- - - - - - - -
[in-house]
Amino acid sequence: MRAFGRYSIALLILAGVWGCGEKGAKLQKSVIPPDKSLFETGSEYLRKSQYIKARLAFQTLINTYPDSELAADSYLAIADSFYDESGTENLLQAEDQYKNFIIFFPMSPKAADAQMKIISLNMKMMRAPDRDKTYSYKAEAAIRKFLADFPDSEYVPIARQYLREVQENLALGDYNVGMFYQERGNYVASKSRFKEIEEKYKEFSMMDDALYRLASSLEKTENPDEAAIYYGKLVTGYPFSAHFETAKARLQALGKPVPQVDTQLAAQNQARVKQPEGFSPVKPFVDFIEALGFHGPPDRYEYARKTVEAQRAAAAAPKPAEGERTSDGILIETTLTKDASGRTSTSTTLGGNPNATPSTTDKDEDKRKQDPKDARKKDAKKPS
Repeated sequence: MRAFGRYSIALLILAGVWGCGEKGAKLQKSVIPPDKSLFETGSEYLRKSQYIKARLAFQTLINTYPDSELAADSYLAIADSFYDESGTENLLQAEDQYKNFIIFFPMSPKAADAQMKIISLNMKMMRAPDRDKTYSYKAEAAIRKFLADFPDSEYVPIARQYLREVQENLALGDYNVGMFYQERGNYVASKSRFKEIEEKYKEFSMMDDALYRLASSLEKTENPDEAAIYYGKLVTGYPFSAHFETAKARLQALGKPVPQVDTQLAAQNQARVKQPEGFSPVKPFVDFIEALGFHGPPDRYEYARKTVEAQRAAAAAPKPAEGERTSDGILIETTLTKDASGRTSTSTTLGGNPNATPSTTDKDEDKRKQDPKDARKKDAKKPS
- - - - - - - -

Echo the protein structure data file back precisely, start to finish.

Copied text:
[in-house]
Amino acid sequence: MRAFGRYSIALLILAGVWGCGEKGAKLQKSVIPPDKSLFETGSEYLRKSQYIKARLAFQTLINTYPDSELAADSYLAIADSFYDESGTENLLQAEDQYKNFIIFFPMSPKAADAQMKIISLNMKMMRAPDRDKTYSYKAEAAIRKFLADFPDSEYVPIARQYLREVQENLALGDYNVGMFYQERGNYVASKSRFKEIEEKYKEFSMMDDALYRLASSLEKTENPDEAAIYYGKLVTGYPFSAHFETAKARLQALGKPVPQVDTQLAAQNQARVKQPEGFSPVKPFVDFIEALGFHGPPDRYEYARKTVEAQRAAAAAPKPAEGERTSDGILIETTLTKDASGRTSTSTTLGGNPNATPSTTDKDEDKRKQDPKDARKKDAKKPS
Repeated sequence: MRAFGRYSIALLILAGVWGCGEKGAKLQKSVIPPDKSLFETGSEYLRKSQYIKARLAFQTLINTYPDSELAADSYLAIADSFYDESGTENLLQAEDQYKNFIIFFPMSPKAADAQMKIISLNMKMMRAPDRDKTYSYKAEAAIRKFLADFPDSEYVPIARQYLREVQENLALGDYNVGMFYQERGNYVASKSRFKEIEEKYKEFSMMDDALYRLASSLEKTENPDEAAIYYGKLVTGYPFSAHFETAKARLQALGKPVPQVDTQLAAQNQARVKQPEGFSPVKPFVDFIEALGFHGPPDRYEYARKTVEAQRAAAAAPKPAEGERTSDGILIETTLTKDASGRTSTSTTLGGNPNATPSTTDKDEDKRKQDPKDARKKDAKKPS